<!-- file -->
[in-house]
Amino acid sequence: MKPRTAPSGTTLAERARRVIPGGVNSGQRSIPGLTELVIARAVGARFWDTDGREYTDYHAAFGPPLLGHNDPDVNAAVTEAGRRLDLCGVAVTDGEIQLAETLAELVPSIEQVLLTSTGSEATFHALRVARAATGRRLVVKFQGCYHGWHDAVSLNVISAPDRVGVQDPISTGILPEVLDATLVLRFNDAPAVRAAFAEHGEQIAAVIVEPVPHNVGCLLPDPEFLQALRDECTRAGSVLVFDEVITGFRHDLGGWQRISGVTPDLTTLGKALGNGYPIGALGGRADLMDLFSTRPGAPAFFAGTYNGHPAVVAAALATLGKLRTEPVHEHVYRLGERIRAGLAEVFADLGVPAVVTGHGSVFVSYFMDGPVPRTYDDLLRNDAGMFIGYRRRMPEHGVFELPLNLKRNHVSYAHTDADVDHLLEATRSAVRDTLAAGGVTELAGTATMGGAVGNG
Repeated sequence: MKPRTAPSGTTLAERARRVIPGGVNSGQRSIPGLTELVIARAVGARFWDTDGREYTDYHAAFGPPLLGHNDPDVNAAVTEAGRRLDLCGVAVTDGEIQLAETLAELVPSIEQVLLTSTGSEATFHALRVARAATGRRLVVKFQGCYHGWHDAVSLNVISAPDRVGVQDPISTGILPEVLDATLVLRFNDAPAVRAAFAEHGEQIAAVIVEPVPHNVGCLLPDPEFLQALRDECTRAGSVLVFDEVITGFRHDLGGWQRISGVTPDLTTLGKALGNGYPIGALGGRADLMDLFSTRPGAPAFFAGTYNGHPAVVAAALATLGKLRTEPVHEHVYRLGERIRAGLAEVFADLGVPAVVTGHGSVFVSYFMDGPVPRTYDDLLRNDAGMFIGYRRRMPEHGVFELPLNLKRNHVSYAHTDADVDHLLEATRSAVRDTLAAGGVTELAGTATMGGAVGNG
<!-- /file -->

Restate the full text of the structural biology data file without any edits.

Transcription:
[in-house]
Amino acid sequence: MKPRTAPSGTTLAERARRVIPGGVNSGQRSIPGLTELVIARAVGARFWDTDGREYTDYHAAFGPPLLGHNDPDVNAAVTEAGRRLDLCGVAVTDGEIQLAETLAELVPSIEQVLLTSTGSEATFHALRVARAATGRRLVVKFQGCYHGWHDAVSLNVISAPDRVGVQDPISTGILPEVLDATLVLRFNDAPAVRAAFAEHGEQIAAVIVEPVPHNVGCLLPDPEFLQALRDECTRAGSVLVFDEVITGFRHDLGGWQRISGVTPDLTTLGKALGNGYPIGALGGRADLMDLFSTRPGAPAFFAGTYNGHPAVVAAALATLGKLRTEPVHEHVYRLGERIRAGLAEVFADLGVPAVVTGHGSVFVSYFMDGPVPRTYDDLLRNDAGMFIGYRRRMPEHGVFELPLNLKRNHVSYAHTDADVDHLLEATRSAVRDTLAAGGVTELAGTATMGGAVGNG
Repeated sequence: MKPRTAPSGTTLAERARRVIPGGVNSGQRSIPGLTELVIARAVGARFWDTDGREYTDYHAAFGPPLLGHNDPDVNAAVTEAGRRLDLCGVAVTDGEIQLAETLAELVPSIEQVLLTSTGSEATFHALRVARAATGRRLVVKFQGCYHGWHDAVSLNVISAPDRVGVQDPISTGILPEVLDATLVLRFNDAPAVRAAFAEHGEQIAAVIVEPVPHNVGCLLPDPEFLQALRDECTRAGSVLVFDEVITGFRHDLGGWQRISGVTPDLTTLGKALGNGYPIGALGGRADLMDLFSTRPGAPAFFAGTYNGHPAVVAAALATLGKLRTEPVHEHVYRLGERIRAGLAEVFADLGVPAVVTGHGSVFVSYFMDGPVPRTYDDLLRNDAGMFIGYRRRMPEHGVFELPLNLKRNHVSYAHTDADVDHLLEATRSAVRDTLAAGGVTELAGTATMGGAVGNG